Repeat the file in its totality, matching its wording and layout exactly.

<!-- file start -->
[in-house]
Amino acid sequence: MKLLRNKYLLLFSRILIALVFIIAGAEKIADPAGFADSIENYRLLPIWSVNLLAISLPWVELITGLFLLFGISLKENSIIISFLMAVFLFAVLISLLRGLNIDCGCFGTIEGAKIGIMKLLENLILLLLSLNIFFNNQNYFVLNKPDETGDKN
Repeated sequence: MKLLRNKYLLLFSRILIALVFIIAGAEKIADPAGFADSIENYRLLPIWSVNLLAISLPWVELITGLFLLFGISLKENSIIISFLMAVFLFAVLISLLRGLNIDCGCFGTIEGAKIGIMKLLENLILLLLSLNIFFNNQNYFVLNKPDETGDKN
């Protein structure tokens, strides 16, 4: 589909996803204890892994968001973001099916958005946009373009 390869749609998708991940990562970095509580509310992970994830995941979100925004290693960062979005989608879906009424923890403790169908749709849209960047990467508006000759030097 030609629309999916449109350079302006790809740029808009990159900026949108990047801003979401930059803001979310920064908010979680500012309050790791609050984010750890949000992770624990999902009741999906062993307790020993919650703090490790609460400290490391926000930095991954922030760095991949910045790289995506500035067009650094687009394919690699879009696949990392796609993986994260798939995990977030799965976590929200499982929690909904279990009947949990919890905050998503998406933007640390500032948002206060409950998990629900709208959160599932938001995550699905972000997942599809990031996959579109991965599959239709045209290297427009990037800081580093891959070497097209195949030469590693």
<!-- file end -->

[in-house]
Amino acid sequence: MKLLRNKYLLLFSRILIALVFIIAGAEKIADPAGFADSIENYRLLPIWSVNLLAISLPWVELITGLFLLFGISLKENSIIISFLMAVFLFAVLISLLRGLNIDCGCFGTIEGAKIGIMKLLENLILLLLSLNIFFNNQNYFVLNKPDETGDKN
Repeated sequence: MKLLRNKYLLLFSRILIALVFIIAGAEKIADPAGFADSIENYRLLPIWSVNLLAISLPWVELITGLFLLFGISLKENSIIISFLMAVFLFAVLISLLRGLNIDCGCFGTIEGAKIGIMKLLENLILLLLSLNIFFNNQNYFVLNKPDETGDKN
């Protein structure tokens, strides 16, 4: 589909996803204890892994968001973001099916958005946009373009 390869749609998708991940990562970095509580509310992970994830995941979100925004290693960062979005989608879906009424923890403790169908749709849209960047990467508006000759030097 030609629309999916449109350079302006790809740029808009990159900026949108990047801003979401930059803001979310920064908010979680500012309050790791609050984010750890949000992770624990999902009741999906062993307790020993919650703090490790609460400290490391926000930095991954922030760095991949910045790289995506500035067009650094687009394919690699879009696949990392796609993986994260798939995990977030799965976590929200499982929690909904279990009947949990919890905050998503998406933007640390500032948002206060409950998990629900709208959160599932938001995550699905972000997942599809990031996959579109991965599959239709045209290297427009990037800081580093891959070497097209195949030469590693």